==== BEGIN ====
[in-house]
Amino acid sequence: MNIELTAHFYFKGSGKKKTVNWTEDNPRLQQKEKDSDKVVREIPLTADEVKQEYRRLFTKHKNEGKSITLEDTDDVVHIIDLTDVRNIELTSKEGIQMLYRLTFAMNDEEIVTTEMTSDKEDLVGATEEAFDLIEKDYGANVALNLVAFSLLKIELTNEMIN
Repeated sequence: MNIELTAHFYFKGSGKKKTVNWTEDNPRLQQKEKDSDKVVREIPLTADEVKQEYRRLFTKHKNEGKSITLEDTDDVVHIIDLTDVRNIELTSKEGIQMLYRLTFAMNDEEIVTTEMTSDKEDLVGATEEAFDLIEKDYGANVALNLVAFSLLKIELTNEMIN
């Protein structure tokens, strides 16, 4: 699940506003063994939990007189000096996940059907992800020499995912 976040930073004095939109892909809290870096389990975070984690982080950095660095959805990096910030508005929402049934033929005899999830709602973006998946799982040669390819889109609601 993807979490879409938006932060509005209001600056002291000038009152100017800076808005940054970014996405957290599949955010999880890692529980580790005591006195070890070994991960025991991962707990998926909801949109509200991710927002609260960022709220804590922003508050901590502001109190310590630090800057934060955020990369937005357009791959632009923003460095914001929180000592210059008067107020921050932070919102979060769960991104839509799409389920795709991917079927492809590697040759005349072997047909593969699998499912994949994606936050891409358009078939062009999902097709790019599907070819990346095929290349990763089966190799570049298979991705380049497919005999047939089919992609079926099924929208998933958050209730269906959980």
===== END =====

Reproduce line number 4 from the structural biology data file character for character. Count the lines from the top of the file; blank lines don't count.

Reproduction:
């Protein structure tokens, strides 16, 4: 699940506003063994939990007189000096996940059907992800020499995912 976040930073004095939109892909809290870096389990975070984690982080950095660095959805990096910030508005929402049934033929005899999830709602973006998946799982040669390819889109609601 993807979490879409938006932060509005209001600056002291000038009152100017800076808005940054970014996405957290599949955010999880890692529980580790005591006195070890070994991960025991991962707990998926909801949109509200991710927002609260960022709220804590922003508050901590502001109190310590630090800057934060955020990369937005357009791959632009923003460095914001929180000592210059008067107020921050932070919102979060769960991104839509799409389920795709991917079927492809590697040759005349072997047909593969699998499912994949994606936050891409358009078939062009999902097709790019599907070819990346095929290349990763089966190799570049298979991705380049497919005999047939089919992609079926099924929208998933958050209730269906959980």